Forbes has undoubtedly been one of the most ardent proponents of native advertising in publishing—and the company's BrandVoice offering represents a growing area of its business.
The company announced that it expects the 3-year-old native ad offering to account for about 20 percent of total ad revenue this year, rising to an estimated 30 percent in 2014.
On the strength of BrandVoice, as well as programmatic sales, digital ad revenue has exceeded print for the company, as digital now accounts for 53 percent of total ad revenue. And ad revenue from Forbes.com has grown 27 percent this year through September versus the same period last year, according to the publisher.
In theory, sponsored content is as compelling as the articles it lives among. But the risk, of course, is that readers will click on an interesting headline and recoil after realizing the content amounts to advertising in an editorial wrapping.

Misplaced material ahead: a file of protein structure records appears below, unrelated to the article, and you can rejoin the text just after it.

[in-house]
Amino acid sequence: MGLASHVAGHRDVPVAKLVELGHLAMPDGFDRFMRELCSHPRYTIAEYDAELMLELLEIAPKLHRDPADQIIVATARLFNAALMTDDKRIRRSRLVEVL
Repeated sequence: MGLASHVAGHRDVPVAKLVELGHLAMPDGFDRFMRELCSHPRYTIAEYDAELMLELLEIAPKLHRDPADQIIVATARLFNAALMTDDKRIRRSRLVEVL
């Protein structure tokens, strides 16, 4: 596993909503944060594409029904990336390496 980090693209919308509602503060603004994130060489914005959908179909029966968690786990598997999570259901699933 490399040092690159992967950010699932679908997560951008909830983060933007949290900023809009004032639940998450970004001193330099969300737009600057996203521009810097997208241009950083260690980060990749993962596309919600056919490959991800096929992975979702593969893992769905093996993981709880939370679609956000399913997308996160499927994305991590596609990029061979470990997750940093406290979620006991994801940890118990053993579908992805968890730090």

Native advertising has certainly captured the industry's attention this year, but the jury's still out on how exactly to define it. The IAB did not explicitly break out native in its Internet Advertising Revenue Report, released on Wednesday, because the definition remains so fuzzy.
As Digiday reported on Thursday, brands are increasingly seeking metrics to justify the investment in native. In its announcement today, Forbes also said that it's offering an analytics dashboard to marketers called Stats Dash that aims to measure how branded content performs across the Web.